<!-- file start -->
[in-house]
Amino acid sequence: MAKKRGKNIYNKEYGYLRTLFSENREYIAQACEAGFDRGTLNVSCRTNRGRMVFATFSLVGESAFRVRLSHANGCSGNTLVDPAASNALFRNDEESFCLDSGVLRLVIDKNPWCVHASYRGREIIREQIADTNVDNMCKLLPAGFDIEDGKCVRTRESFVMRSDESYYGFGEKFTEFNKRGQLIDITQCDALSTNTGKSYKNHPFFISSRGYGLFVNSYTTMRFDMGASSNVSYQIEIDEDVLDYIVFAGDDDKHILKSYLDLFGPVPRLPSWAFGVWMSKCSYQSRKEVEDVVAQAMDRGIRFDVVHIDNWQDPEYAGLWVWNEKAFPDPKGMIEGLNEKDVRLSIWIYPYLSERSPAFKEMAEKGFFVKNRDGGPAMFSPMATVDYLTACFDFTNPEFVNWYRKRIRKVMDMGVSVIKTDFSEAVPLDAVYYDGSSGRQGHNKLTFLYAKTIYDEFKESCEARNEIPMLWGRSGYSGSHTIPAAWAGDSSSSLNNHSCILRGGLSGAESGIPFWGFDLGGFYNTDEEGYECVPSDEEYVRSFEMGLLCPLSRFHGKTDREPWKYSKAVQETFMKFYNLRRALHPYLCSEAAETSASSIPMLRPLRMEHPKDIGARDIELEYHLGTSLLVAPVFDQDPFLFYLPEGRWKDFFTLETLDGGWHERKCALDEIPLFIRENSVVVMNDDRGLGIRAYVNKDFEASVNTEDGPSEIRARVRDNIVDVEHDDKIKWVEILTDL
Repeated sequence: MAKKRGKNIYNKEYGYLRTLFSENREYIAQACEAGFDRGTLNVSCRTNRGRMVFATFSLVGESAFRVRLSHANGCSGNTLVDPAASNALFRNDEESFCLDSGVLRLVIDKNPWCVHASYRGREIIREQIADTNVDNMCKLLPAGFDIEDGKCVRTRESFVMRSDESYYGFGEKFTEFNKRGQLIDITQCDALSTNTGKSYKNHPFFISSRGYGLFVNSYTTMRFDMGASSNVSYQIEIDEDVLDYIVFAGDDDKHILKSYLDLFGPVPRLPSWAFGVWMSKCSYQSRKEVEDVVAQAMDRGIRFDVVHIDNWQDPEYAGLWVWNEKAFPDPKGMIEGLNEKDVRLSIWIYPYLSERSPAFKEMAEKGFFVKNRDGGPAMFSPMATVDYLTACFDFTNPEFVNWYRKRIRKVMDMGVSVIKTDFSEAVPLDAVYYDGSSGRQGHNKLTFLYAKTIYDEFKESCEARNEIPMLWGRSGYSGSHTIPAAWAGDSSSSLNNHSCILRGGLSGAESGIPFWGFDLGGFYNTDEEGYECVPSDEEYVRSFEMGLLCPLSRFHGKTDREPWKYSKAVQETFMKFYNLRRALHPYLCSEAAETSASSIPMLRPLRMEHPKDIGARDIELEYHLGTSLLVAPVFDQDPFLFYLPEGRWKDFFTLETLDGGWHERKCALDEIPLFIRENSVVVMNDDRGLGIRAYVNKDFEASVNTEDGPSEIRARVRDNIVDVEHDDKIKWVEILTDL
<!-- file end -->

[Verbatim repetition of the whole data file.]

[in-house]
Amino acid sequence: MAKKRGKNIYNKEYGYLRTLFSENREYIAQACEAGFDRGTLNVSCRTNRGRMVFATFSLVGESAFRVRLSHANGCSGNTLVDPAASNALFRNDEESFCLDSGVLRLVIDKNPWCVHASYRGREIIREQIADTNVDNMCKLLPAGFDIEDGKCVRTRESFVMRSDESYYGFGEKFTEFNKRGQLIDITQCDALSTNTGKSYKNHPFFISSRGYGLFVNSYTTMRFDMGASSNVSYQIEIDEDVLDYIVFAGDDDKHILKSYLDLFGPVPRLPSWAFGVWMSKCSYQSRKEVEDVVAQAMDRGIRFDVVHIDNWQDPEYAGLWVWNEKAFPDPKGMIEGLNEKDVRLSIWIYPYLSERSPAFKEMAEKGFFVKNRDGGPAMFSPMATVDYLTACFDFTNPEFVNWYRKRIRKVMDMGVSVIKTDFSEAVPLDAVYYDGSSGRQGHNKLTFLYAKTIYDEFKESCEARNEIPMLWGRSGYSGSHTIPAAWAGDSSSSLNNHSCILRGGLSGAESGIPFWGFDLGGFYNTDEEGYECVPSDEEYVRSFEMGLLCPLSRFHGKTDREPWKYSKAVQETFMKFYNLRRALHPYLCSEAAETSASSIPMLRPLRMEHPKDIGARDIELEYHLGTSLLVAPVFDQDPFLFYLPEGRWKDFFTLETLDGGWHERKCALDEIPLFIRENSVVVMNDDRGLGIRAYVNKDFEASVNTEDGPSEIRARVRDNIVDVEHDDKIKWVEILTDL
Repeated sequence: MAKKRGKNIYNKEYGYLRTLFSENREYIAQACEAGFDRGTLNVSCRTNRGRMVFATFSLVGESAFRVRLSHANGCSGNTLVDPAASNALFRNDEESFCLDSGVLRLVIDKNPWCVHASYRGREIIREQIADTNVDNMCKLLPAGFDIEDGKCVRTRESFVMRSDESYYGFGEKFTEFNKRGQLIDITQCDALSTNTGKSYKNHPFFISSRGYGLFVNSYTTMRFDMGASSNVSYQIEIDEDVLDYIVFAGDDDKHILKSYLDLFGPVPRLPSWAFGVWMSKCSYQSRKEVEDVVAQAMDRGIRFDVVHIDNWQDPEYAGLWVWNEKAFPDPKGMIEGLNEKDVRLSIWIYPYLSERSPAFKEMAEKGFFVKNRDGGPAMFSPMATVDYLTACFDFTNPEFVNWYRKRIRKVMDMGVSVIKTDFSEAVPLDAVYYDGSSGRQGHNKLTFLYAKTIYDEFKESCEARNEIPMLWGRSGYSGSHTIPAAWAGDSSSSLNNHSCILRGGLSGAESGIPFWGFDLGGFYNTDEEGYECVPSDEEYVRSFEMGLLCPLSRFHGKTDREPWKYSKAVQETFMKFYNLRRALHPYLCSEAAETSASSIPMLRPLRMEHPKDIGARDIELEYHLGTSLLVAPVFDQDPFLFYLPEGRWKDFFTLETLDGGWHERKCALDEIPLFIRENSVVVMNDDRGLGIRAYVNKDFEASVNTEDGPSEIRARVRDNIVDVEHDDKIKWVEILTDL